As discussed above, user 110 may perform a method at workstation 108 that results in product 160 being returned to service (e.g., failure not repeatable, or reconfiguration successful) or sent to a service depot. For example, method 200 begins with the user selecting (202) from products presented on workstation 108 by troubleshoot process 124 a product corresponding to product 160. Selection may be accomplished by the user operating a conventional pointing device and indicating selection (e.g., a mouse click on text or graphics identifying a product choice). The selected product is hereafter called the chosen product. By selecting a product, troubleshoot process 124 proceeds to a next (e.g., lower) level of hierarchical presentation. The user then, in a similar manner, selects (204) a structure or function of the chosen product believed to be associated with an unsatisfactory structure or function of product 160 (e.g., a mouse click on text or graphics for “battery”, “power”, or “display” when battery powered product 160 is believed to be dead and/or a display is blank). Suggested choices for structures and functions are presented on workstation 108 by troubleshoot process 124. The selected structure or function is hereafter called the chosen feature. By selecting the chosen feature, troubleshoot process 124 may proceed to an augmented display showing the chosen product, the chosen feature, and a list of symptoms.

A symptom as used herein includes any description (e.g., text, graphics, or video) of an unsatisfactory structure or function. For the dead product example, symptoms might include text such as a title of a diagnostic procedure or reconfiguration procedure (e.g., “AC power not connected to the product”, “Selecting 120Volt or 240Volt AC power”, “Battery improperly installed”, “Recharging the battery”).

The user may select one of the listed symptoms if he or she believes it to apply. By selecting a symptom, troubleshoot process 124 may provide a list of steps (herein called a procedure) to be performed (206) by the user for diagnostic test or reconfiguration of the product. If the unsatisfactory feature does not remain (208) after performing the procedure, troubleshoot process 124 allows the user to repeat selection (204) of an unsatisfactory structure or function. Trial an error may continue through iterations of the loop (204, 206, 208).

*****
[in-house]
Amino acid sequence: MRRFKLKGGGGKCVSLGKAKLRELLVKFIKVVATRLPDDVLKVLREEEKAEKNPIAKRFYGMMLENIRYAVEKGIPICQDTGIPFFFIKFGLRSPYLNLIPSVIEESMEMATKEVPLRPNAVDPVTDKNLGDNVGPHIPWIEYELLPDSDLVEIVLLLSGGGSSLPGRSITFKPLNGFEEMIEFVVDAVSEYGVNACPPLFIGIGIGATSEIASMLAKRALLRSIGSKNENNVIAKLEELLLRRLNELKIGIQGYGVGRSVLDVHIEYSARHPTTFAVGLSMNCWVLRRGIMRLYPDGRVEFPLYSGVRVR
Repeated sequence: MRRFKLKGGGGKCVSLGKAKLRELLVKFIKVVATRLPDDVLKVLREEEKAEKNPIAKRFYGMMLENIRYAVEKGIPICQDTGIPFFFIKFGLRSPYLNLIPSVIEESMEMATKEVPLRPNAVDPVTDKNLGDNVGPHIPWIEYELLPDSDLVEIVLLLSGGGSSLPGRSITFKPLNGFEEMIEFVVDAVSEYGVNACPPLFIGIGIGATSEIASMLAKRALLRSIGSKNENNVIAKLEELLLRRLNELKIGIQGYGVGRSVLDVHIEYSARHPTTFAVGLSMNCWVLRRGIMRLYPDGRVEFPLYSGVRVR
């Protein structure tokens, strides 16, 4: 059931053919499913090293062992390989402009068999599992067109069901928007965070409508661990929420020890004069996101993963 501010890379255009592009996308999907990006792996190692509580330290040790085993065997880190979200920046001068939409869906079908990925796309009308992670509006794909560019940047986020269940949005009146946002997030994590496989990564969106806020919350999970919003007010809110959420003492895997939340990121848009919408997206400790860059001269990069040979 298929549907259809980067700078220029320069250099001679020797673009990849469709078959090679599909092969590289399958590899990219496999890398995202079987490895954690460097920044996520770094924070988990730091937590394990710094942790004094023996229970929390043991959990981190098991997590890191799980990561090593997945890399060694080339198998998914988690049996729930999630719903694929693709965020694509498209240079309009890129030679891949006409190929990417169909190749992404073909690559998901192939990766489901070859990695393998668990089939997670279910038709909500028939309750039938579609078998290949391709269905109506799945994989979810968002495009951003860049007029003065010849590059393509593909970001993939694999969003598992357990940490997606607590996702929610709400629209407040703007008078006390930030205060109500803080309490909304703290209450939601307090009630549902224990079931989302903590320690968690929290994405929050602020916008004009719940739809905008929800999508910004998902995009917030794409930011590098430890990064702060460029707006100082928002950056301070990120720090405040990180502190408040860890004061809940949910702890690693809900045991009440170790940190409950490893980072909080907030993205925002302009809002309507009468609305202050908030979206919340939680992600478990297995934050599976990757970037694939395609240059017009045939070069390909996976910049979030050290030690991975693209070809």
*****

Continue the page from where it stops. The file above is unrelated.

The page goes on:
Otherwise, if the unsatisfactory feature remains (208) (i.e., user 110 so indicates to troubleshoot process 124 (e.g., by pointing and clicking a suggested response), troubleshoot process 124 passes control to return product process 126.

Return product process 126 presents to user 110 one or more forms to fill in (210) to identify the user (e.g., name and address), identify a suitable service depot (e.g., contracted vendor name and address), and further describe, if desired, the unsatisfactory nature of the product feature (e.g., writing out a comment “product is not dead but display dims and flickers”). When all forms are completed (e.g., including authorization for payment of depot services) and no further products are to be tested (212), return product process 126 may determine (e.g., assign) an authorization identifier and then direct a printer (not shown) of workstation 108 to print a shipping label 164 with the depot's address, the user's address, and the authorization identifier. User 110 then applies shipping label 164 to carton 162, packs product 160 (and other products or information) into carton 162, and ships carton 162 to the service depot.

A product support process, according to various aspects of the present invention, sends and receives messages, determines an authorization identifier, and associates the authorization identifier with a description of a product being shipped to a depot, all of which to accomplish aiding a user with a product believed to be unsatisfactory. For example, in an implementation of product support process 120, messages form a sequence 300 of FIG. 3. As discussed above, user workstation 108 may include a browse process for sending and receiving messages via network 112. Product support server 102 may include support process 120 with communication capability 128 for sending and receiving messages via network 112. Resource planner 114 may be implemented as a plan server 314 having a plan process 180 that includes communication capability (e.g., similar to communicate process 128 if interface 152 includes a power not connected to the product”, “Selecting 120Volt or 240Volt AC power”, “Battery improperly installed”, “Recharging the battery”).

The user may select one of the listed symptoms if he or she believes it to apply. By selecting a symptom, troubleshoot process 124 may provide a list of steps (herein called a procedure) to be performed (206) by the user for diagnostic test or reconfiguration of the product. If the unsatisfactory feature does not remain (208) after performing the procedure, troubleshoot process 124 allows the user to repeat selection (204) of an unsatisfactory structure or function. Trial an error may continue through iterations of the loop (204, 206, 208).